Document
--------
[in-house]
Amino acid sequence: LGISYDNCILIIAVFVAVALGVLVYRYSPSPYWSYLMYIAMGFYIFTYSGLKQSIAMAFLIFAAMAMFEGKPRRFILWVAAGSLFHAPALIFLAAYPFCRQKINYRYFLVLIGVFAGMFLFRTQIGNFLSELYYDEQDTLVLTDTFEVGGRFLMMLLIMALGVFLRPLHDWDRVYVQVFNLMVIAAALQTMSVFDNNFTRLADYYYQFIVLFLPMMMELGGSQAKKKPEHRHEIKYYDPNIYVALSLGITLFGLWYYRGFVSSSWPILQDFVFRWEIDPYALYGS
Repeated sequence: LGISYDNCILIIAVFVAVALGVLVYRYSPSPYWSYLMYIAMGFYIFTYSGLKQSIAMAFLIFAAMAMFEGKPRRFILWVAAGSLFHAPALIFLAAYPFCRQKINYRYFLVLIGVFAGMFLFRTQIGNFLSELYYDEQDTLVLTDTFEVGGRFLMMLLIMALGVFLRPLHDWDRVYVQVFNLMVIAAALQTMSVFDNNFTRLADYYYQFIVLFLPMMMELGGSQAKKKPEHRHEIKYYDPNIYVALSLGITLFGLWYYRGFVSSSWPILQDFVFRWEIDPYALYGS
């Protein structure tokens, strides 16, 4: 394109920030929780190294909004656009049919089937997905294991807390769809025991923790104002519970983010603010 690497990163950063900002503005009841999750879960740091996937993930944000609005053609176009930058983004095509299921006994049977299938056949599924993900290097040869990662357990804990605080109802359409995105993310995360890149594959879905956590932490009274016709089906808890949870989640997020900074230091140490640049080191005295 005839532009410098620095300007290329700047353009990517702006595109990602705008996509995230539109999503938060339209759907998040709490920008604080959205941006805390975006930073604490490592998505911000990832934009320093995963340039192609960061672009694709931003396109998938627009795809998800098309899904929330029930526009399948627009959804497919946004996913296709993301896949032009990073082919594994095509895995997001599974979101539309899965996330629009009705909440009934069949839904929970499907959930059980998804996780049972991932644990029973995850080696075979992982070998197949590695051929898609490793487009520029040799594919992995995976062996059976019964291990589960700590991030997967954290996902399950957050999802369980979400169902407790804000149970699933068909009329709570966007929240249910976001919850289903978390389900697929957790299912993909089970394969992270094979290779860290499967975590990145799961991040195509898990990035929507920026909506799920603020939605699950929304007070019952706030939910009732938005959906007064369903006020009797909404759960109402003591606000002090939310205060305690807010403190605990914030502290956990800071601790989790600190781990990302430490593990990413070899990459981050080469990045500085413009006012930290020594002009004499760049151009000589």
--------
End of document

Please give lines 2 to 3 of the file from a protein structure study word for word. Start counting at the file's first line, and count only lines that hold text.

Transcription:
Amino acid sequence: LGISYDNCILIIAVFVAVALGVLVYRYSPSPYWSYLMYIAMGFYIFTYSGLKQSIAMAFLIFAAMAMFEGKPRRFILWVAAGSLFHAPALIFLAAYPFCRQKINYRYFLVLIGVFAGMFLFRTQIGNFLSELYYDEQDTLVLTDTFEVGGRFLMMLLIMALGVFLRPLHDWDRVYVQVFNLMVIAAALQTMSVFDNNFTRLADYYYQFIVLFLPMMMELGGSQAKKKPEHRHEIKYYDPNIYVALSLGITLFGLWYYRGFVSSSWPILQDFVFRWEIDPYALYGS
Repeated sequence: LGISYDNCILIIAVFVAVALGVLVYRYSPSPYWSYLMYIAMGFYIFTYSGLKQSIAMAFLIFAAMAMFEGKPRRFILWVAAGSLFHAPALIFLAAYPFCRQKINYRYFLVLIGVFAGMFLFRTQIGNFLSELYYDEQDTLVLTDTFEVGGRFLMMLLIMALGVFLRPLHDWDRVYVQVFNLMVIAAALQTMSVFDNNFTRLADYYYQFIVLFLPMMMELGGSQAKKKPEHRHEIKYYDPNIYVALSLGITLFGLWYYRGFVSSSWPILQDFVFRWEIDPYALYGS